The **Inverse Distance Surrogate** is an interpolating method and in this method the unknown points are calculated with a weighted average of the sampling points. This model uses the inverse distance between the unknown and training points to predict the unknown point. We do not need to fit this model because the response of an unknown point x is computed with respect to the distance between x and the training points.

Let's optimize following function to use Inverse Distance Surrogate:

.

First of all, we have to import these two packages: `Surrogates`

and `Plots`

.

```
using Surrogates
using Plots
default()
```

### Sampling

We choose to sample f in 25 points between 0 and 10 using the `sample`

function. The sampling points are chosen using a Low Discrepancy, this can be done by passing `LowDiscrepancySample()`

to the `sample`

function.

```
f(x) = sin(x) + sin(x)^2 + sin(x)^3
n_samples = 25
lower_bound = 0.0
upper_bound = 10.0
x = sample(n_samples, lower_bound, upper_bound, LowDiscrepancySample(2))
y = f.(x)
scatter(x, y, label="Sampled points", xlims=(lower_bound, upper_bound), legend=:top)
plot!(f, label="True function", xlims=(lower_bound, upper_bound), legend=:top)
```

## Building a Surrogate

```
InverseDistance = InverseDistanceSurrogate(x, y, lower_bound, upper_bound)
add_point!(InverseDistance, 5.0, f(5.0))
add_point!(InverseDistance, [5.1,5.2], [f(5.1),f(5.2)])
prediction = InverseDistance(5.0)
```

`-0.9211536761615453`

Now, we will simply plot `InverseDistance`

:

```
plot(x, y, seriestype=:scatter, label="Sampled points", xlims=(lower_bound, upper_bound), legend=:top)
plot!(f, label="True function", xlims=(lower_bound, upper_bound), legend=:top)
plot!(InverseDistance, label="Surrogate function", xlims=(lower_bound, upper_bound), legend=:top)
```

## Optimizing

Having built a surrogate, we can now use it to search for minimas in our original function `f`

.

To optimize using our surrogate we call `surrogate_optimize`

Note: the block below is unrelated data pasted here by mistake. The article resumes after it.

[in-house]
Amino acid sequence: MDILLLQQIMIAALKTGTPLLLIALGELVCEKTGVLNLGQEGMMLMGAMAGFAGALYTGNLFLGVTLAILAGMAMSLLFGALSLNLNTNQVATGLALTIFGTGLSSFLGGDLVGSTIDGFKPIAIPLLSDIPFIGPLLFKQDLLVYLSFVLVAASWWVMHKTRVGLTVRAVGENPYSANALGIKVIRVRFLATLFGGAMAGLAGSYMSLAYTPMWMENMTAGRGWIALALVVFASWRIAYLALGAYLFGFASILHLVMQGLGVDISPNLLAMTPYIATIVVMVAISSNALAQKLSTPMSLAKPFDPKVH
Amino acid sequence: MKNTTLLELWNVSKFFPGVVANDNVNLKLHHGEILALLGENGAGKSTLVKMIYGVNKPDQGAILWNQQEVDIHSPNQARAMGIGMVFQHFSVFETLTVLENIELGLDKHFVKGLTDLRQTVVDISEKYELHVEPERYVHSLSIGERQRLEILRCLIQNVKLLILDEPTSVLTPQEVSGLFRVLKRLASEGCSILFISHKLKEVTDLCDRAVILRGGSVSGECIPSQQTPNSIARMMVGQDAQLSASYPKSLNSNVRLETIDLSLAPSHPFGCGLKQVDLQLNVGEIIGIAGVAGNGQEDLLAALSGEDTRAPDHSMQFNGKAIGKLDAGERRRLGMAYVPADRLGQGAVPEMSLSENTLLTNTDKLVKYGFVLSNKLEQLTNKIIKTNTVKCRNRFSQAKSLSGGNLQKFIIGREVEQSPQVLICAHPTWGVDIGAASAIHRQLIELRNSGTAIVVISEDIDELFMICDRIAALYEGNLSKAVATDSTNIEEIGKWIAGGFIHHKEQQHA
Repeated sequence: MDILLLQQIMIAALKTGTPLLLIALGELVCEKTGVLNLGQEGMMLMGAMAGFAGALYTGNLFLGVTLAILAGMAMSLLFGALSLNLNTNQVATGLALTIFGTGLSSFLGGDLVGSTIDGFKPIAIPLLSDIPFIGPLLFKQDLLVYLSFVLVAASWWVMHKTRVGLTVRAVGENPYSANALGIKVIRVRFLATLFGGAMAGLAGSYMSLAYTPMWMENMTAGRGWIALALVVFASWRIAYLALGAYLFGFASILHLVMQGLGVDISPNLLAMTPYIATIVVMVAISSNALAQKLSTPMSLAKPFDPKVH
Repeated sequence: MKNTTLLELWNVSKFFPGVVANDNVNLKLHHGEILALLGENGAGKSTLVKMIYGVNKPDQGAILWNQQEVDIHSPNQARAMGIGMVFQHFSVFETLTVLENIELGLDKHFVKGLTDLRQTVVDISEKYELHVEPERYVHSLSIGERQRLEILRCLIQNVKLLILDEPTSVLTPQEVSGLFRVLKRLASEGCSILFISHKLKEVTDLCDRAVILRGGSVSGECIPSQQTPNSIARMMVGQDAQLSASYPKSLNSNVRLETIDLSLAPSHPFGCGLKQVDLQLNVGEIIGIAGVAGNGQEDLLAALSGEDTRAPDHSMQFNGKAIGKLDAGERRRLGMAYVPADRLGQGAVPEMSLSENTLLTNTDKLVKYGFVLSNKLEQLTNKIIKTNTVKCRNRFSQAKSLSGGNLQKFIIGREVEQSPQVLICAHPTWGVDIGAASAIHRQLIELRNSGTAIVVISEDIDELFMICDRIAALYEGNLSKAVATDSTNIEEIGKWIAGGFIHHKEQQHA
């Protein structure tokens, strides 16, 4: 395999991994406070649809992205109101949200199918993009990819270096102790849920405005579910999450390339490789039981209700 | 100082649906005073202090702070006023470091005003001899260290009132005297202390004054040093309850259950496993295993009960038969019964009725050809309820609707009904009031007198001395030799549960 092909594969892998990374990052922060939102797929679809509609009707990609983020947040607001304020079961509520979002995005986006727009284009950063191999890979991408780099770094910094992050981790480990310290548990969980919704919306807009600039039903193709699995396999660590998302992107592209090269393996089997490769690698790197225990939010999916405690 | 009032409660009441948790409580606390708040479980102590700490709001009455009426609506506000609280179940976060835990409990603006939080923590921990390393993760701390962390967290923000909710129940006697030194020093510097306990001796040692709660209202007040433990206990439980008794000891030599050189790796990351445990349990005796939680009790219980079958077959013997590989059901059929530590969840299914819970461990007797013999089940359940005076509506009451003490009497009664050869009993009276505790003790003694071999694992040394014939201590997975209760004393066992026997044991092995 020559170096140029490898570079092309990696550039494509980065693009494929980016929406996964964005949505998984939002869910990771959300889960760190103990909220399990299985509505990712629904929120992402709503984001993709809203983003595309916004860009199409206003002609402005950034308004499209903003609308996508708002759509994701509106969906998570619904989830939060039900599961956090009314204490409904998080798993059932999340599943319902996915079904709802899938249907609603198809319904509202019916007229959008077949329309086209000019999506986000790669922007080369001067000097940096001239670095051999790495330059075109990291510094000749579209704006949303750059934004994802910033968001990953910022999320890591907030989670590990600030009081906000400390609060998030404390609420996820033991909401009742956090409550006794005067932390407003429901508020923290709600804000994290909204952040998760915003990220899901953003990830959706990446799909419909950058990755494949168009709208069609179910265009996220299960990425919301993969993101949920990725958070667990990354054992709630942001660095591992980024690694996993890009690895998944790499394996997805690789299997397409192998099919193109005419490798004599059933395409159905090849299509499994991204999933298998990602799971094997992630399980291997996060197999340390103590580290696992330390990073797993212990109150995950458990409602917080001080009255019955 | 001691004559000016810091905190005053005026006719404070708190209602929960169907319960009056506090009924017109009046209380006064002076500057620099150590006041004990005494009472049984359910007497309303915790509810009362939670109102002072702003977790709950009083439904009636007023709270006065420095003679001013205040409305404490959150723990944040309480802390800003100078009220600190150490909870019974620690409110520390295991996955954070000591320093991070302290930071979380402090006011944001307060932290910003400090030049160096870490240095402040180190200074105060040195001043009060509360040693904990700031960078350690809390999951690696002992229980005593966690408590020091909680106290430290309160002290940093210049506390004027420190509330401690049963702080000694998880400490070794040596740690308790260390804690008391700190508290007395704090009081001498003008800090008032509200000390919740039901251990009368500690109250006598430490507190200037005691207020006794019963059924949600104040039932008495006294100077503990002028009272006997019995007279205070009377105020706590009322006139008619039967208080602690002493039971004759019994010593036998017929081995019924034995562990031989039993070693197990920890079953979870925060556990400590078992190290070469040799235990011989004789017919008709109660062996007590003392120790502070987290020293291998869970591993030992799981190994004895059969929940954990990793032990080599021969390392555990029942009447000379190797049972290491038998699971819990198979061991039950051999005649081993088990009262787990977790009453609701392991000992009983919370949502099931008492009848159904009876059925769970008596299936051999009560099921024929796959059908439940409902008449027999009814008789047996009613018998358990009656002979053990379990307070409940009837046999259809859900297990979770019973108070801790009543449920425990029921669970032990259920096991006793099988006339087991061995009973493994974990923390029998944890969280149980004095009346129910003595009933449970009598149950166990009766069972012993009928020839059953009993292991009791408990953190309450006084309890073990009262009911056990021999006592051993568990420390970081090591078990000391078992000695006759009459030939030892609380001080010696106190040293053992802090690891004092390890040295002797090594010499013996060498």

method. We choose to use Stochastic RBF as optimization technique and again Sobol sampling as sampling technique.

```
@show surrogate_optimize(f, SRBF(), lower_bound, upper_bound, InverseDistance, SobolSample())
scatter(x, y, label="Sampled points", legend=:top)
plot!(f, label="True function", xlims=(lower_bound, upper_bound), legend=:top)
plot!(InverseDistance, label="Surrogate function", xlims=(lower_bound, upper_bound), legend=:top)
```

## Inverse Distance Surrogate Tutorial (ND):

First of all we will define the `Schaffer`

function we are going to build surrogate for. Notice, one how its argument is a vector of numbers, one for each coordinate, and its output is a scalar.

```
function schaffer(x)
x1=x[1]
x2=x[2]
fact1 = (sin(x1^2-x2^2))^2 - 0.5;
fact2 = (1 + 0.001*(x1^2+x2^2))^2;
y = 0.5 + fact1/fact2;
end
```

`schaffer (generic function with 1 method)`

### Sampling

Let's define our bounds, this time we are working in two dimensions. In particular we want our first dimension `x`

to have bounds `-5, 10`

, and `0, 15`

for the second dimension. We are taking 60 samples of the space using Sobol Sequences. We then evaluate our function on all of the sampling points.

```
n_samples = 60
lower_bound = [-5.0, 0.0]
upper_bound = [10.0, 15.0]
xys = sample(n_samples, lower_bound, upper_bound, SobolSample())
zs = schaffer.(xys);
```

```
60-element Array{Float64,1}:
0.5805413942727871
0.8145273099857899
0.08020859455927337
0.19772145405699176
0.8142084947223727
0.5835491982806807
0.1664281216039425
0.5443030417036995
0.8527949936315682
0.7437158136294192
⋮
0.9290960871508356
0.7479664255142824
0.43975577484256423
0.2558930427525836
0.0416027038555522
0.42346068991450914
0.5175383085574314
0.8000176778737265
0.5113242964432465
```

### Building a surrogate

Using the sampled points we build the surrogate, the steps are analogous to the 1-dimensional case.

`InverseDistance = InverseDistanceSurrogate(xys, zs, lower_bound, upper_bound)`

`(::InverseDistanceSurrogate{Array{Tuple{Float64,Float64},1},Array{Float64,1},Array{Float64,1},Array{Float64,1},Float64}) (generic function with 1 method)`

### Optimizing

With our surrogate we can now search for the minimas of the function.

Notice how the new sampled points, which were created during the optimization process, are appended to the `xys`

array. This is why its size changes.

`size(xys)`

`(60,)`

`surrogate_optimize(schaffer, SRBF(), lower_bound, upper_bound, InverseDistance, SobolSample(), maxiters=10)`

`((5.52796935038384, 1.5101935904741073), 0.031300554679043247)`

`size(xys)`

`(137,)`